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solve two problems at once. First of all, we can use rational recycling. Secondly, we can reduce the amount of waste. It seems to make sense in economic terms, and just not because you don’t need to wash the cup. Today, waste collection costs are rising drastically in some places. It seems to me that a common sense solution is to burn your rubbish, of course, in an environmentally safe way, to recover energy. It is environmentally friendly, because we are thus able to significantly reduce the consumption of other fuels, such as coal or other fossil fuels. At the same time, this solves the problem of landfilling and accidental fires on waste disposal sites, which have been occurring in Poland for several years. Rubbish dumps keep catching fire, mountains of waste are growing, while we keep talking about how to extract plastics and other fractions from these mountains. I believe that Poland cannot afford to waste any more energy which can be recovered from waste. PM

In Poland, we are afraid of burning rubbish while waste incineration installations and technologies developed in Poland are in use in other countries. In Finland, which is often set as an example of the green economy, 60% of waste is incinerated. It is also worth looking at the French approach. We can learn how to rationally manage waste from them. There are plenty of incinerators in France where energy is recovered from waste. The SEFAKO industrial boiler factory has supplied many components for such incinerators, which have been installed in France, Sweden, Denmark and Finland. Recently, we have also supplied a lot of incinerators to the United Kingdom, where huge installations of this kind are being built. The whole world incinerates waste in a safe, environment-friendly and, equally importantly, economical way. PM

Is waste a good fuel? In our experience, RDF (Refuse Derived Fuel) has a calorific value of 10-12 MJ/kg. Now, brown coal obtained in the Bełchatów mine has only 7 MJ/kg, and in Bogatynia, Turoszów or Turów about 9 MJ/kg. So waste is more calorific than some types of coal burned in Polish power plants. By comparison, black coal, which is mined in Upper Silesia, has about 19-22 MJ/kg. This means that waste is very efficient as a fuel. It is also very cheap. PM

Residents may have concerns about the incineration of waste. I find it hard to understand why Polish society is so afraid of burning waste. Obviously, these fears are skilfully fuelled by environments who, for ideological and economic reasons, pursue their own interests, while opposing waste incineration. And yet lots of rubbish is burnt in Poland in fireplaces and stoves. It is not just about aesthetics and foul odours. Burning waste in such conditions breeds cancer. Those who burn their rubbish in this way poison themselves, their families and neighbours. PM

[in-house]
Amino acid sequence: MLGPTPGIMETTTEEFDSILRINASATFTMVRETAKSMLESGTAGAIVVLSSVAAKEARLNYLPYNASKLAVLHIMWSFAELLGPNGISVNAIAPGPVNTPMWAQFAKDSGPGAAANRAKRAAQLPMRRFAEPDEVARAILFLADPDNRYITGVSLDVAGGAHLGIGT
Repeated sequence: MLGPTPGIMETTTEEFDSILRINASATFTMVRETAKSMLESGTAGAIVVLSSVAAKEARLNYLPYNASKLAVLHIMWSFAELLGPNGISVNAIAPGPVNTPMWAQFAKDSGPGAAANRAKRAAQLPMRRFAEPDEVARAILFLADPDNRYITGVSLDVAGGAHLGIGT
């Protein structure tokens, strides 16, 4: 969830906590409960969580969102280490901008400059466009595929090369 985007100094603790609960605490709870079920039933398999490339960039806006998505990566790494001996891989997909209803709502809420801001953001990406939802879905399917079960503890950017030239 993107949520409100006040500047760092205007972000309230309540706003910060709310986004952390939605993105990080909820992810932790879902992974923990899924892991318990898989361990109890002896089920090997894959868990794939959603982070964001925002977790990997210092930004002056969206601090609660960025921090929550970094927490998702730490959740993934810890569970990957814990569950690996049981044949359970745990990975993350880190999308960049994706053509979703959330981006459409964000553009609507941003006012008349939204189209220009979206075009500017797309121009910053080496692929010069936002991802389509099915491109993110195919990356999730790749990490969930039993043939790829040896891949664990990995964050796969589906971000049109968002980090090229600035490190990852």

What is the difference between waste incineration in heating installations and burning rubbish in basic household stoves? During combustion at the temperature of a household stove, dioxins, polycyclic aromatic hydrocarbons, benzoapyrene and other toxic substances are produced in very large quantities. The temperature inside a furnace chamber or boiler at an incineration plant is much higher. Thermal decomposition of compounds then occurs. And most importantly, there are appropriate filters and devices in incineration plants which remove harmful substances which are not released into the air. Waste incineration in PM

dedicated plants is safe for the environment. Incineration and heat-generating plants are equipped with systems for continuous monitoring of exhaust gases. They provide open access to monitoring data. I think it is a good idea to share the results with the public so that everyone can check if the waste incineration process in their city is going well. Are incineration plants huge installations like those SEFAKO has built in Malesice in the Czech capital of Prague, or can they be small local heat-generating plants in small towns? I have recently seen a picture showing an incineration plant in a very environmentfriendly and technically advanced country, which was fitted inside one of a row of houses lining a street. A similar small incinerator was built in Vienna. I have also visited Zurich where an incinerator is situated in between housing estates. It doesn't seem to bother anyone. Of course, you need to make sure that no unpleasant odours are released, but it is very easy to do. We now have solutions for both large cities and small municipalities tailored to their needs, economies and existing heating networks. We can reconcile various interests - reduce the price of waste collection and central heating for residents, • while acting in an eco-friendly way. PM

2-3/2020 polish market


Profile for Polish Market

Polish Market No.2-3 (293)/2020  

"Polish Market” is a prestigious English-language magazine published since 1996. In its pages, it promotes the Polish economy, businesses,...

Polish Market No.2-3 (293)/2020  

"Polish Market” is a prestigious English-language magazine published since 1996. In its pages, it promotes the Polish economy, businesses,...